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“Bite-Size Bits of Local, National, and Global History”
“Bite-Size Bits of Local, National, and Global History”

Near Lyle in Klickitat County, Washington — The American West (Northwest)
 

A Fluid Geologic Past

Lava Floods and the River Flow

 
 
A Fluid Geologic Past Marker image. Click for full size.
By Barry Swackhamer, August 13, 2020
1. A Fluid Geologic Past Marker
Captions: (bottom left) Steady flow of the mighty Columbia carved this magnificent chasm through the Cascade Mountain Range. The river cuts its channel faster than the smaller tributaries, creating the greatest concentration of waterfalls in North America.; (center) Magma bubbling from fissures in the earth's crust spread across the Columbia Plateau 16.6 to 11.3 million years ago. Flow poured through the Columbia's ancestral valley to the coast forming today's dark Gorge basalt.; (map, lower right) Huge floods, the largest abut ten times the combined flow of all the rivers in the world, rushed across Eastern Washington. When this water reached the Columbia River Gorge, it raised the river level 200 to 1000 feet. Beacon Rock would often be and island and water would frequently lap at Crown Point, the site of present-day Vista House. (J. Harlen Bretz first proposed the theory of an enormous flood washing across Washington through the Gorge in 1920).
Inscription.  Geologist say that about fifteen million years ago, molten stone poured from cracks in the earth near the eastern border of today's Washington and Oregon. Layers of flowing lava spread west, coating 65,000 square miles with andesite and basalt up to two miles thick and pushing the ancient Columbia River north. Then the Cascades rose and erupted.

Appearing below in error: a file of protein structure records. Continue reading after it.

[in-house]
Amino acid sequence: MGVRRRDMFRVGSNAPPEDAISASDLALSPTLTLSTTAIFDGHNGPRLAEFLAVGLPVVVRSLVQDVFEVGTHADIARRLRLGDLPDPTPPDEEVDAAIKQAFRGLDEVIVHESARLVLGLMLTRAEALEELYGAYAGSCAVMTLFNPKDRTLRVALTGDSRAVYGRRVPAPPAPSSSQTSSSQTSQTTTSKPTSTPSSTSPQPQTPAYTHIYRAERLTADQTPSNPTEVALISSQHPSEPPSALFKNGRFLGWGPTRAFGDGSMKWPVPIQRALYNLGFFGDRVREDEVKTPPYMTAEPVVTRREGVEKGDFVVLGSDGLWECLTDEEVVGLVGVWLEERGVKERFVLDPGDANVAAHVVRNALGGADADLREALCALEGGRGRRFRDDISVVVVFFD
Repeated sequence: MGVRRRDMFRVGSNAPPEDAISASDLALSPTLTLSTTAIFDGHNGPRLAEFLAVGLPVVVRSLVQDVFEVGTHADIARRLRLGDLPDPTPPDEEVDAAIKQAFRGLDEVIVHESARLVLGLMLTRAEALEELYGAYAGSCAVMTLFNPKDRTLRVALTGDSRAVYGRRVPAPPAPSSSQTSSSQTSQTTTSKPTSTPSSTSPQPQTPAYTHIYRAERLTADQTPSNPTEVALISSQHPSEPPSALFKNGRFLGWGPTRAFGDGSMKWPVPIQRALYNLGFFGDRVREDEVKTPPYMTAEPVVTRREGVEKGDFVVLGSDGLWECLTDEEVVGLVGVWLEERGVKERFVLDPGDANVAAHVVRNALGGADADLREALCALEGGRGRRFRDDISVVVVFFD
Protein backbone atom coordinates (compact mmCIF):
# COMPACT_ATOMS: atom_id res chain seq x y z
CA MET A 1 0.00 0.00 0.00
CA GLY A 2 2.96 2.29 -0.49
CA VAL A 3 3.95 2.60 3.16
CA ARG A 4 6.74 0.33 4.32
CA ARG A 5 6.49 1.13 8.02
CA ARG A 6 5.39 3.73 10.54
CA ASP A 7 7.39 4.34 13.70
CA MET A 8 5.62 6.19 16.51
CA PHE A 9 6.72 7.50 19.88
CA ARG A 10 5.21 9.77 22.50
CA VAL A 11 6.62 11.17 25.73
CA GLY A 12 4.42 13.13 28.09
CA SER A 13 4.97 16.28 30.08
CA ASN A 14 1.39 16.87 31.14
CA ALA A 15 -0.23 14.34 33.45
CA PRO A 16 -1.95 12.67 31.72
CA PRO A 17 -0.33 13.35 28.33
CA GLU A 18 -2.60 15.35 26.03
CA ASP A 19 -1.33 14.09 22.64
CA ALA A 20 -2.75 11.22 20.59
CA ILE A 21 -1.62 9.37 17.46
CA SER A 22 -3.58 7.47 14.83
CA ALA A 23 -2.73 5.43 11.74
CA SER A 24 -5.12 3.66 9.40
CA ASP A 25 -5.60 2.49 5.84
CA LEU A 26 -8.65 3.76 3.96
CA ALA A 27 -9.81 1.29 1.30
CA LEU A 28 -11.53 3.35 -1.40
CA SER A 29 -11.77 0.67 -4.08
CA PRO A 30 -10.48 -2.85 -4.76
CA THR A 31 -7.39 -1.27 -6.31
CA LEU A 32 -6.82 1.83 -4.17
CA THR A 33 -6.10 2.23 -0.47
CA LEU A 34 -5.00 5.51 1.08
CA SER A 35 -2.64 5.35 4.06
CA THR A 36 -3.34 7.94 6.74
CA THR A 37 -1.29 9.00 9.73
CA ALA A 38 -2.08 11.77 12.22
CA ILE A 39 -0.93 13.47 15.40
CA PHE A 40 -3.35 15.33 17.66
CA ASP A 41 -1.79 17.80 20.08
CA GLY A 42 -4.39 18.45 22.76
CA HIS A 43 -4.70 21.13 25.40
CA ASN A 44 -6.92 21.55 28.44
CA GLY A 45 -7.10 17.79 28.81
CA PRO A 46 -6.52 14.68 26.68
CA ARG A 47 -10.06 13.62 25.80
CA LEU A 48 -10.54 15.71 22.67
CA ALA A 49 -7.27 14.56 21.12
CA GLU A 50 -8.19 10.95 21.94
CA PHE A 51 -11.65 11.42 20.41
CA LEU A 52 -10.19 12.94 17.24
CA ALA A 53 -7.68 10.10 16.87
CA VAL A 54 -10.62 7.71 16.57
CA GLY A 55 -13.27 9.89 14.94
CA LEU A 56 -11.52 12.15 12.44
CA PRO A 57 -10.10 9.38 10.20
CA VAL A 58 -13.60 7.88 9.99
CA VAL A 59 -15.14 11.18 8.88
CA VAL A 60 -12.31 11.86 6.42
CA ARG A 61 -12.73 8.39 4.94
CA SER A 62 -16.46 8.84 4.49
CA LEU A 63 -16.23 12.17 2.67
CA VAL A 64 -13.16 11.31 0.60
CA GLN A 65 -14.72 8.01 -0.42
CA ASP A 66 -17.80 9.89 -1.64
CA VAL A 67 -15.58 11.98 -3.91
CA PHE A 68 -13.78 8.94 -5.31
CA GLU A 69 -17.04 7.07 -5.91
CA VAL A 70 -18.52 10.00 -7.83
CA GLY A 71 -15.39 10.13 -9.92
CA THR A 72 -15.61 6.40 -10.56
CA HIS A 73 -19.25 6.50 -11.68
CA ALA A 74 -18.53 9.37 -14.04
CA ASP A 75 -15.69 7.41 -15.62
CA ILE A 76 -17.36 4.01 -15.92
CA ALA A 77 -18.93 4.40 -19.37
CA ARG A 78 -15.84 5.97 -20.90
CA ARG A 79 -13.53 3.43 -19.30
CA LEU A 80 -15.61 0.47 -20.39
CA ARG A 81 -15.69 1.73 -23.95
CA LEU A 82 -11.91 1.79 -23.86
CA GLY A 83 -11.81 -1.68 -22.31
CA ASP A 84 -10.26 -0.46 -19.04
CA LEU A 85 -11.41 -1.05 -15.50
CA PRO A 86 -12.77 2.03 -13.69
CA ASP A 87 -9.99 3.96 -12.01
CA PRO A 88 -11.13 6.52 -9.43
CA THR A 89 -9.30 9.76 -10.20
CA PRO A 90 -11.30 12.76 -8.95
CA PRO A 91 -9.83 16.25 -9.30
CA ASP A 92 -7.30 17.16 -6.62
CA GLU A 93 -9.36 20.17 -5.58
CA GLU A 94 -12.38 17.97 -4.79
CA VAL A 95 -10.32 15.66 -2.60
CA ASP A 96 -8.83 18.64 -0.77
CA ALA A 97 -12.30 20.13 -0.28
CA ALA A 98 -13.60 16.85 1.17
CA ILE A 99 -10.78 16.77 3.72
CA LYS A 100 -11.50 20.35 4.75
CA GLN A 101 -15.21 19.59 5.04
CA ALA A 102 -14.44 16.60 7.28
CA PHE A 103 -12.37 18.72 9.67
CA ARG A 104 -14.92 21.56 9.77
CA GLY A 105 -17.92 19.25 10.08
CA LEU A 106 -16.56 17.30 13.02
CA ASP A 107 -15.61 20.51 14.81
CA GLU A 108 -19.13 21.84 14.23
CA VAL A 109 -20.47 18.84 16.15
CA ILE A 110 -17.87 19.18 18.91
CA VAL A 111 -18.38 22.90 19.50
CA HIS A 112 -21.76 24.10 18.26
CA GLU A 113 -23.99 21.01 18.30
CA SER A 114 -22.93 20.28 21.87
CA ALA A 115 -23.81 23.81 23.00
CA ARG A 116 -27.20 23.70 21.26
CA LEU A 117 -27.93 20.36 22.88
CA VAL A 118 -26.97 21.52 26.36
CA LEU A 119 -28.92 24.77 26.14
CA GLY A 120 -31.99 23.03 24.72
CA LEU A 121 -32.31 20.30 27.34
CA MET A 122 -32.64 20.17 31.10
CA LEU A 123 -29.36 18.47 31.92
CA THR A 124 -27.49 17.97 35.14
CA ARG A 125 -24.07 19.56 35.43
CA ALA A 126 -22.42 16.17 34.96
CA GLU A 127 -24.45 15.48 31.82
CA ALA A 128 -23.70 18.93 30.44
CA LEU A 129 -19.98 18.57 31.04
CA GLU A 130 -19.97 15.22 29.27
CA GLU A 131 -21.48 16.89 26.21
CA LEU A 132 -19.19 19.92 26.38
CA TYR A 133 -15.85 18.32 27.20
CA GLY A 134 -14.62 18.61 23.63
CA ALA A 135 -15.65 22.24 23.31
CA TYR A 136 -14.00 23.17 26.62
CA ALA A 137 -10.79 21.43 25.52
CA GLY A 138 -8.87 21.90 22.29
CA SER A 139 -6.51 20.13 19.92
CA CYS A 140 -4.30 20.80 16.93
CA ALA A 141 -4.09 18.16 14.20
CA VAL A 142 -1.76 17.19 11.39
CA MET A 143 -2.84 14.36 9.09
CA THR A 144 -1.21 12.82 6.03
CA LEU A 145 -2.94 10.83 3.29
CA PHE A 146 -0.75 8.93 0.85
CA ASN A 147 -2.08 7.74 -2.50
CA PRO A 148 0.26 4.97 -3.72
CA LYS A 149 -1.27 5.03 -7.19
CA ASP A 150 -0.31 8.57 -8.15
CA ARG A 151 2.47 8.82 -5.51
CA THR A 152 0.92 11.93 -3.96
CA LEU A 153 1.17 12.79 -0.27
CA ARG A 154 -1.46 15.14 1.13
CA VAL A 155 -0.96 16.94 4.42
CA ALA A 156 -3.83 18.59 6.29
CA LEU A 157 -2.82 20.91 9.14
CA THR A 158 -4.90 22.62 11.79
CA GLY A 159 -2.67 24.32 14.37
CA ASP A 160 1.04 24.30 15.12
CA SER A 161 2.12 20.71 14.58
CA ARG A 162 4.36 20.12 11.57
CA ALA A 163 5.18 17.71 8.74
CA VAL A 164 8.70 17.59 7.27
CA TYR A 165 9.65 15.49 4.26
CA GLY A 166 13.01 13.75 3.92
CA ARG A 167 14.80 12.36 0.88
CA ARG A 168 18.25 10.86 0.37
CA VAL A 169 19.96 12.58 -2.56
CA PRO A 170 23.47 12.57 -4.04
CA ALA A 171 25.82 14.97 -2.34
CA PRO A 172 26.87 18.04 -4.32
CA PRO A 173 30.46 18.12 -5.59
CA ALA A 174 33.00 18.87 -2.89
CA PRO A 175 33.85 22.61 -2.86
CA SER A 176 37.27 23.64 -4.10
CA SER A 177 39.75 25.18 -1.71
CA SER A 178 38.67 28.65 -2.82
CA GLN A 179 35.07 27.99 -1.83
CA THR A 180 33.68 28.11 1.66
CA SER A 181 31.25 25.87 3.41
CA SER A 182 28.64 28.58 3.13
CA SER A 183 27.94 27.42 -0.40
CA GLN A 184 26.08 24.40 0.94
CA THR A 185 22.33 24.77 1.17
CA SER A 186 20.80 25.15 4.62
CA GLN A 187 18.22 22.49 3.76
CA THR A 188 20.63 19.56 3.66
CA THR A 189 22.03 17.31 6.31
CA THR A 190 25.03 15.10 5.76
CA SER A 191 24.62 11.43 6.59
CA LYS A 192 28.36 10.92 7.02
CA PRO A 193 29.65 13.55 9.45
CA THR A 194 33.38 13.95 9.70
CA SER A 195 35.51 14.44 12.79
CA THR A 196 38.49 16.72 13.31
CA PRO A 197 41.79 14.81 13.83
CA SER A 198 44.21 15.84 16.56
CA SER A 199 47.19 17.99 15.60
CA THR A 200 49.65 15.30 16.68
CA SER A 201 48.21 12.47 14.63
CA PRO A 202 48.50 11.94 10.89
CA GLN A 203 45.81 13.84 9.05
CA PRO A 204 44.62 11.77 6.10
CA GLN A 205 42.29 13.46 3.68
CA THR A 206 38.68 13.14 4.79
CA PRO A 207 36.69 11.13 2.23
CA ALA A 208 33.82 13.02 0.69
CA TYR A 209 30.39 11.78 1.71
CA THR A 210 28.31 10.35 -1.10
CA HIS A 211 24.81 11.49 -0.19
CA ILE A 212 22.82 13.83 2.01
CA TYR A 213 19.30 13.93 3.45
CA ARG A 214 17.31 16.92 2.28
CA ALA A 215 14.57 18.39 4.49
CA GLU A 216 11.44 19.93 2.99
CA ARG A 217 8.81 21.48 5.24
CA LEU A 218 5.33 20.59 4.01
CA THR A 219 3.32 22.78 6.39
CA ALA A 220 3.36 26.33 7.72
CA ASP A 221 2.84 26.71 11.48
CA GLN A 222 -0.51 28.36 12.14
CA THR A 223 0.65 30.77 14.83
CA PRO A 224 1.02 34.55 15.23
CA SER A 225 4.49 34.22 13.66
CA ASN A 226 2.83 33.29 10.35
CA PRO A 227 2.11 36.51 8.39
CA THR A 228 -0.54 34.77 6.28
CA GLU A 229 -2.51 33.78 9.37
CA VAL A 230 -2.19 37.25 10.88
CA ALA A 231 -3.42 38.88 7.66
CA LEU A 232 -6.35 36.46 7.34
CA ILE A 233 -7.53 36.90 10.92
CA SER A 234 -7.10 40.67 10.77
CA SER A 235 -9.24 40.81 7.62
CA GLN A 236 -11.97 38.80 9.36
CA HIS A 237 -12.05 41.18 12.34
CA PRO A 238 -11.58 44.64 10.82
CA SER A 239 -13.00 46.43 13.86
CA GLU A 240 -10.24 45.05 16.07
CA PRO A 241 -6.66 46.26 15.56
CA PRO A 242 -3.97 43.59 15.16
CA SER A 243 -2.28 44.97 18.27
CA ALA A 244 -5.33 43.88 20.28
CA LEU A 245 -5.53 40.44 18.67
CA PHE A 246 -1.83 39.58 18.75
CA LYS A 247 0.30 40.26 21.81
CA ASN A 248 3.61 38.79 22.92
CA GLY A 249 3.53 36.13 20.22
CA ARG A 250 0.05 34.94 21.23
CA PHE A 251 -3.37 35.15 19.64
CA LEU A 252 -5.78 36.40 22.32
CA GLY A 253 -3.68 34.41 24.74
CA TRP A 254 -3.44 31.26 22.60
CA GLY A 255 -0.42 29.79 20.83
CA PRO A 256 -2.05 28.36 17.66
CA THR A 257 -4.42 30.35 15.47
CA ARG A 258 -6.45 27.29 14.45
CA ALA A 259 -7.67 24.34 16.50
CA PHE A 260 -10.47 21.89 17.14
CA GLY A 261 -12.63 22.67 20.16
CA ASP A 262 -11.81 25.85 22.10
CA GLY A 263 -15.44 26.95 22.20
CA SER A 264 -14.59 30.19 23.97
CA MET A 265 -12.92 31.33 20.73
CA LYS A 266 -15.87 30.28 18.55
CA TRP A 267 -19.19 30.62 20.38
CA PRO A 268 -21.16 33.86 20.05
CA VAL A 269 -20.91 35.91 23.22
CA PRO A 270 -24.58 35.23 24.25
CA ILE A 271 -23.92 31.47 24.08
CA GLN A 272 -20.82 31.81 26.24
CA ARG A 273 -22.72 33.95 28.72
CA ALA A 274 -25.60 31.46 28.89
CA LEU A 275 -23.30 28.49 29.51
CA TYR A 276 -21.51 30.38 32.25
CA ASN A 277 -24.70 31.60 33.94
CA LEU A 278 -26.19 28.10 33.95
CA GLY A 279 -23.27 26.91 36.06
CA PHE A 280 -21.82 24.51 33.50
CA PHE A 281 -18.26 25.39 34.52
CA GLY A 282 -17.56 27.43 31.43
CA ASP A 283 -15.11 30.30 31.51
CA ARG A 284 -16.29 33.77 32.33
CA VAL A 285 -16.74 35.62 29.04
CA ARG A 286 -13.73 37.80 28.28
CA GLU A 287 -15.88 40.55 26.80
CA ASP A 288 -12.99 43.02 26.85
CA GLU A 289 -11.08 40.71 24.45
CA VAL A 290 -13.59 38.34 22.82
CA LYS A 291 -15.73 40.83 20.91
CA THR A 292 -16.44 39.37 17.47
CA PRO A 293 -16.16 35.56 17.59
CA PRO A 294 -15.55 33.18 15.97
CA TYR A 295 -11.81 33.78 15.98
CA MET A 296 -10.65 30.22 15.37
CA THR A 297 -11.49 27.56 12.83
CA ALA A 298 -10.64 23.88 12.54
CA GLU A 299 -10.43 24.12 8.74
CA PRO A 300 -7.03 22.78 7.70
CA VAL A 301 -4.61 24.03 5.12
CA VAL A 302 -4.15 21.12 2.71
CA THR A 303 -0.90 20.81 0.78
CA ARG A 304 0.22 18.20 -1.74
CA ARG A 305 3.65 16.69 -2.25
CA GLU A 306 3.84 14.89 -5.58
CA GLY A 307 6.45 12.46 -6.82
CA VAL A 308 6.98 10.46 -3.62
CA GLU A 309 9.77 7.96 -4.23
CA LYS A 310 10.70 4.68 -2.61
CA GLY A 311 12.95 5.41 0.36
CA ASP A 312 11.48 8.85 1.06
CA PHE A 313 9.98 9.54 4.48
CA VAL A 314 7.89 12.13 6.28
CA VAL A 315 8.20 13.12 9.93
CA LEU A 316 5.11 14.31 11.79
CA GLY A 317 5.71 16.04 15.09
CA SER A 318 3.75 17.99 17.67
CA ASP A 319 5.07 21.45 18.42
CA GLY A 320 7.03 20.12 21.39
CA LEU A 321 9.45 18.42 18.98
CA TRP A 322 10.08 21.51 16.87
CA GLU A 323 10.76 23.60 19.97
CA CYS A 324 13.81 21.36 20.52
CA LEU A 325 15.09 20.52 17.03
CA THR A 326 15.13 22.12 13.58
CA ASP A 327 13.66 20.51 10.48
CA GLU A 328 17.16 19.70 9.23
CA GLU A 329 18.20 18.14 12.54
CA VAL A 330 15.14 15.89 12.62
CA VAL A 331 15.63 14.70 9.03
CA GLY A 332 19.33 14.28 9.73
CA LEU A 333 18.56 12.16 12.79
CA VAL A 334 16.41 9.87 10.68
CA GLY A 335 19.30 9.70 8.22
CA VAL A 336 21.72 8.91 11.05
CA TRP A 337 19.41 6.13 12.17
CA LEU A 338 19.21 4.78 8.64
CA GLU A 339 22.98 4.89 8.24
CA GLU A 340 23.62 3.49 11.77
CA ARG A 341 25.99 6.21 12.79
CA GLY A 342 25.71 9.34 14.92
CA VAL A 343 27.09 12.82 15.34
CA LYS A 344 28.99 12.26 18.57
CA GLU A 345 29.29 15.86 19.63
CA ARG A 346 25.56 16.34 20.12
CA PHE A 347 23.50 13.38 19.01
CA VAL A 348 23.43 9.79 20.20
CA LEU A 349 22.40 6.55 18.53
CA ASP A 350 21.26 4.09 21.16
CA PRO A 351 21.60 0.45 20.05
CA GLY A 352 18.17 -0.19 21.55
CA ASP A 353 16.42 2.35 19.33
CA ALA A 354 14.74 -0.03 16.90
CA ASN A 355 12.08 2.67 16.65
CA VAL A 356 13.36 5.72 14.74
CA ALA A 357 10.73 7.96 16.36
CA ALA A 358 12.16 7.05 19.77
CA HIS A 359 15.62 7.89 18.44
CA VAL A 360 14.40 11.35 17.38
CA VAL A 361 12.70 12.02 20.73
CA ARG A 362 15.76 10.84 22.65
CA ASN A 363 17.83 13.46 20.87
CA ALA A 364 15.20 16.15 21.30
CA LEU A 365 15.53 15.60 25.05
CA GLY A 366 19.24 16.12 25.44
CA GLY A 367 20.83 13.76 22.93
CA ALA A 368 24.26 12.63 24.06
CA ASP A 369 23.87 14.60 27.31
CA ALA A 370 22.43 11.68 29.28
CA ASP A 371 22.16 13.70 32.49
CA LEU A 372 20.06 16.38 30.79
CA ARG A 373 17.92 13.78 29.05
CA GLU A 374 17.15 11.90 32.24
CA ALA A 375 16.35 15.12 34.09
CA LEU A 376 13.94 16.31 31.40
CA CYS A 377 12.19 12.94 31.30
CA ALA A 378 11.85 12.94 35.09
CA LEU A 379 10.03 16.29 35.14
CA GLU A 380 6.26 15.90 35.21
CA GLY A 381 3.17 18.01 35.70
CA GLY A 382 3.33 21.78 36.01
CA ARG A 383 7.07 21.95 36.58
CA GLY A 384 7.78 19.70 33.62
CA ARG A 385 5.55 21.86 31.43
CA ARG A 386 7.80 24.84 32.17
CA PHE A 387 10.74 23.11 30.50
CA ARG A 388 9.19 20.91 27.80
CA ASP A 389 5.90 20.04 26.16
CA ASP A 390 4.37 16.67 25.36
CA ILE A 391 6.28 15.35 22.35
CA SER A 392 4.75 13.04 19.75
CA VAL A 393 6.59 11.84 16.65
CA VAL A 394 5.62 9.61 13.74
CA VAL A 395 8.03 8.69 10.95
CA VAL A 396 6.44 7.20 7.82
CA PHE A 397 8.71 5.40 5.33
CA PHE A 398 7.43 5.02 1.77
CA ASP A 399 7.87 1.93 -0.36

Toward the end of the last Ice Age, and enormous lake in Montana broke through its glacial dam and roared west across the plateau and through the Gorge. This drama was replayed many times, the water scoured solid rock and topsoil to form scablands, leaving behind giant gravel bars.
 
Erected by Columbia River Gorge National Scenic Area.
 
Topics. This historical marker is listed in this topic list: Natural Features.
 
Location. 45° 42.333′ N, 121° 19.439′ W. Marker is near Lyle, Washington, in Klickitat County. Marker can be reached from Lewis and Clark Highway (Washington Route 14) near Old Highway 8, on the right when traveling east. Touch for map. Marker is in this post office area: Lyle WA 98635, United States of America. Touch for directions.
 
Other nearby markers. At least 8 other markers are within 7
A Fluid Geologic Past Marker image. Click for full size.
By Barry Swackhamer, August 13, 2020
2. A Fluid Geologic Past Marker
miles of this marker, measured as the crow flies. Transition Zones (within shouting distance of this marker); Memaloose—Island of the Dead (approx. 0.9 miles away in Oregon); Memaloose Rest Area Oregon Trail Kiosk (approx. one mile away in Oregon); Memaloose Overlook (approx. 1˝ miles away in Oregon); Rowena Crest - Ice Age Floods (approx. 2 miles away in Oregon); Rowena Crest - The Rowena Loops (approx. 2 miles away in Oregon); Mosier (approx. 3.8 miles away in Oregon); The History of the Columbia River Highway (approx. 6˝ miles away in Oregon).
 
More about this marker. This marker is located at the Chamberlain Lake Safety Rest Area.
 
 
Credits. This page was last revised on October 20, 2020. It was originally submitted on October 20, 2020, by Barry Swackhamer of Brentwood, California. This page has been viewed 37 times since then and 3 times this year. Photos:   1, 2. submitted on October 20, 2020, by Barry Swackhamer of Brentwood, California.
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Mar. 1, 2021